Management and technology consultancy BearingPoint’s latest study on mobility sees a personalized travel experience by 2030 that shifts the priorities for all stakeholders in a new mobility ecosystem. The study, Mobility 2030, says all players will battle over customer and value chain data, and service offerings must address national as well as urban and rural demand patterns.
“The automotive industry must respond to the human-centric mobility trend to stay ahead of the competition by maintaining its strategic position as the prime touchpoint to the customer. The industry must provide customers with truly personalized offerings, focus on collecting complex data to derive actionable insights, and orchestrate an ecosystem of partners that embraces new technologies,” said Dr. Stefan Penthin, Global Leader Automotive and Industrial Manufacturing at BearingPoint.
The study is the first in a series of three on mobility and drew from BearingPoint’s internal research, the views of clients across all industry segments and input from the consultancy’s segment and technology leaders. While the automotive industry is the focus, the study examines how all segments will be active in the new mobility ecosystem, from manufacturers and transportation providers to energy suppliers, government organizations, and insurance companies.
By 2030, the study projects that approximately 23% of all megacity trips will be through shared, on-demand mobility offerings (up from just 8% in 2021). By 2030, each player will be part of a demanding new infrastructure and alliance-ecosystem relationships that deliver multimodal journeys with diverse powertrains. Mobility will be consumed as a service, so access to data will be key. On-demand services mean all players will compete to acquire, analyze, and exploit customer data so they can react to changing travel patterns.
“In the journey to 2030, the transportation experience will become individualized, and new infrastructure, services, and relationships will be needed. Providers must be more user-centered and cater to rural and urban demands. Ultimately both utility companies and public transportation organizations will have a new and larger role,” said Marion Schulte, Global Leader Utilities, Postal and Transportation at BearingPoint.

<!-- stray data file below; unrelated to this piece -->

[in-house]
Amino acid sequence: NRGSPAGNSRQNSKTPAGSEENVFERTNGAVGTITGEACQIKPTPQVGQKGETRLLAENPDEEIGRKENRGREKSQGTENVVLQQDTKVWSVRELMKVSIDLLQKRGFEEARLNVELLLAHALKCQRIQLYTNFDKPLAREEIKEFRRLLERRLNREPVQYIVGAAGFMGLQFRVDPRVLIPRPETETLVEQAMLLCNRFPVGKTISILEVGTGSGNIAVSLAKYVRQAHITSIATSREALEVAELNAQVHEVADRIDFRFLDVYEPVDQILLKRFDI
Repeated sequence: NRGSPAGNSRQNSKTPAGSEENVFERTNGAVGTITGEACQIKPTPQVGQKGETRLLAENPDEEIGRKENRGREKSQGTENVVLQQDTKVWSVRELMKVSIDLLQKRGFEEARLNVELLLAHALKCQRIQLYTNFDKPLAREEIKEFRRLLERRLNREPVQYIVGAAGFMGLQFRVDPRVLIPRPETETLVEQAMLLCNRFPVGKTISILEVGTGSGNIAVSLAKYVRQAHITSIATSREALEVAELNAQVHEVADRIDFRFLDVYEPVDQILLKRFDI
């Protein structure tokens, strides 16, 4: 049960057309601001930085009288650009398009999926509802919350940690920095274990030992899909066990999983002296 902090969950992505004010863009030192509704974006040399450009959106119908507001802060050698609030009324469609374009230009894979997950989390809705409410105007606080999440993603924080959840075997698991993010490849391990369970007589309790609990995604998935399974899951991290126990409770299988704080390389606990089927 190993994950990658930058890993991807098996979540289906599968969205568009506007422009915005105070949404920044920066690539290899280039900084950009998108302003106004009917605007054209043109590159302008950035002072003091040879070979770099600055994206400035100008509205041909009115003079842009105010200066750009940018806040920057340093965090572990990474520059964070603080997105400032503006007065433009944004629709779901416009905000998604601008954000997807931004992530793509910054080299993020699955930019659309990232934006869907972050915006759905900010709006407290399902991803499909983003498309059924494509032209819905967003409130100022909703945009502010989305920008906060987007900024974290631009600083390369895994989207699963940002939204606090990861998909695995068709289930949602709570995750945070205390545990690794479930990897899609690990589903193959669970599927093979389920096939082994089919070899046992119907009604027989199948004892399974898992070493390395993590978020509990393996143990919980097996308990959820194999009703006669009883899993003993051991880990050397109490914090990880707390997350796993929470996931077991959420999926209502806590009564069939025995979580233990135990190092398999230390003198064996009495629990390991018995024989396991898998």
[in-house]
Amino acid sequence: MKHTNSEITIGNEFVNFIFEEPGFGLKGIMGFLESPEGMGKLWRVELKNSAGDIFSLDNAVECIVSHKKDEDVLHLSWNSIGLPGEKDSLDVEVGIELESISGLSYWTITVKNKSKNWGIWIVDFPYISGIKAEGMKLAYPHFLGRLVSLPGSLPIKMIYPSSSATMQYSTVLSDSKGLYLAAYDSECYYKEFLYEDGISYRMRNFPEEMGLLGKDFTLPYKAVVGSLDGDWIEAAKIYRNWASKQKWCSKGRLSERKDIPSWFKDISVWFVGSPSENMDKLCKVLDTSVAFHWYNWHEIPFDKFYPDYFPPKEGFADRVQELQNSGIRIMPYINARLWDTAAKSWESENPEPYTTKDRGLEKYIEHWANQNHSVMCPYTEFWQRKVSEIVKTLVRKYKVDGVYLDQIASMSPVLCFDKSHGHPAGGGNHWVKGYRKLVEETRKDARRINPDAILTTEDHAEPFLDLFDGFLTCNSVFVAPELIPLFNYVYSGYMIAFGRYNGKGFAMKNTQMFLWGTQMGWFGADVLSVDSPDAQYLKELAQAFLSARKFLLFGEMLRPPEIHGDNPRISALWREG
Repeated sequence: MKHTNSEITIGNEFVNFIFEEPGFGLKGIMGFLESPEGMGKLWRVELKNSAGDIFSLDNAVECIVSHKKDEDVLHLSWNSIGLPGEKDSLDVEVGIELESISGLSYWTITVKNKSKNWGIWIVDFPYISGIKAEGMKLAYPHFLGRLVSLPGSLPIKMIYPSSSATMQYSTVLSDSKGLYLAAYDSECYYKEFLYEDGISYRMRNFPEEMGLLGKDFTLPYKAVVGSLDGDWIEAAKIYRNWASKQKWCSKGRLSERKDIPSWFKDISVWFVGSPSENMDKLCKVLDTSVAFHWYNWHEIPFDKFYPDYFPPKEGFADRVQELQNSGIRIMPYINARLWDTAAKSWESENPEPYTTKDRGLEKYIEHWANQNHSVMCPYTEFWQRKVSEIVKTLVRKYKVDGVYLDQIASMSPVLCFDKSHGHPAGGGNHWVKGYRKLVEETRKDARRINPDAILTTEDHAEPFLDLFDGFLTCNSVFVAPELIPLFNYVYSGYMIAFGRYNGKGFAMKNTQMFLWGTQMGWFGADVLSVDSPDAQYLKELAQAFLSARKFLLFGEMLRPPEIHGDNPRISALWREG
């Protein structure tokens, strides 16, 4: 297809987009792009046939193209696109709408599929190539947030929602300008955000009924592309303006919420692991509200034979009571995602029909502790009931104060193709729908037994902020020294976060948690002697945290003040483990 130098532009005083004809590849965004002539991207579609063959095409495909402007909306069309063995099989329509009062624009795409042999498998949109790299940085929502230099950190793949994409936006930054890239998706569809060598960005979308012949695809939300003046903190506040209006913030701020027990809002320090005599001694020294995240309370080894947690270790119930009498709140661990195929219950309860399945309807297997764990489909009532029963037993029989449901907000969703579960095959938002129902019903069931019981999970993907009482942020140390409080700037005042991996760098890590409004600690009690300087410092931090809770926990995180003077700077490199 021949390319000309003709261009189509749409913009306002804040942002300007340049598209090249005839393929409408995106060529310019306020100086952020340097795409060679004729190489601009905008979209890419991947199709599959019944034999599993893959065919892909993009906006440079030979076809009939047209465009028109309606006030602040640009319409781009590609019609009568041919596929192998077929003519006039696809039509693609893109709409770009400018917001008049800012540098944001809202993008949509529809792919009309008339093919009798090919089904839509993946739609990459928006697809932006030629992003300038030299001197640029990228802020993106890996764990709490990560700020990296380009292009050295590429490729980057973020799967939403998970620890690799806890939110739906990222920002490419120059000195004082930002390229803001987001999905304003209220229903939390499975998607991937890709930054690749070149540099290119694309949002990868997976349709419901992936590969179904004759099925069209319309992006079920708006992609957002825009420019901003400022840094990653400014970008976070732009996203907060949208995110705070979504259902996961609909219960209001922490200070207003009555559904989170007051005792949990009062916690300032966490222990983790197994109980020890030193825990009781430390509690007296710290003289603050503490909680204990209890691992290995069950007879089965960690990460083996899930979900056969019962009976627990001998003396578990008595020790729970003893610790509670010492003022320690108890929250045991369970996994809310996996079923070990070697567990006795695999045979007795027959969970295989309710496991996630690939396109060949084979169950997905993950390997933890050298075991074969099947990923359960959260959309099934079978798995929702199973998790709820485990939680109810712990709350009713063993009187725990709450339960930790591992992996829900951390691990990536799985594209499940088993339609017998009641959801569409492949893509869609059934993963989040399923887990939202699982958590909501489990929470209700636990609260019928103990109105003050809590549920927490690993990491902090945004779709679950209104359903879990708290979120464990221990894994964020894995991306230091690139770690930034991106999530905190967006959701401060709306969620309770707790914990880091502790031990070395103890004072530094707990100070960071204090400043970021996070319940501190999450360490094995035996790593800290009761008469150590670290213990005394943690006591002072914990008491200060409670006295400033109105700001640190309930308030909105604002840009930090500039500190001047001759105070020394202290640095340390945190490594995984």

Mobility that maximizes security, personal well-being, and sustainability
Various modes of travel will become integrated, enabling urban and rural intermodal transport hubs. Customers will demand mobility that maximizes security, personal well-being, and sustainability. Risk profiles will diverge for different usage and regions, the study foresees. According to EU statistics, 17 of the 20 busiest air routes in Europe cover distances of less than 434 miles, distances where intercity trains can offer faster, cleaner, and more sustainable journeys.
“As citizens demand greater availability, quality, and flexibility from mobility services, public transportation policy will evolve. Governments should ensure equal access to transport networks for all citizens, and the various modes of travel must be carefully integrated with safety, security, and personal well-being key priorities. Mobility policies should also be designed to maximize citizens productivity, both in terms of working and non-working time,” said Andrew Montgomery, Global Leader Government and Public Sector.
For more details and insights, you can download the study here: https://www.bearingpoint.com/en/insights-events/insights/destination-2030-what-happens-when-every-journey-is-personalized/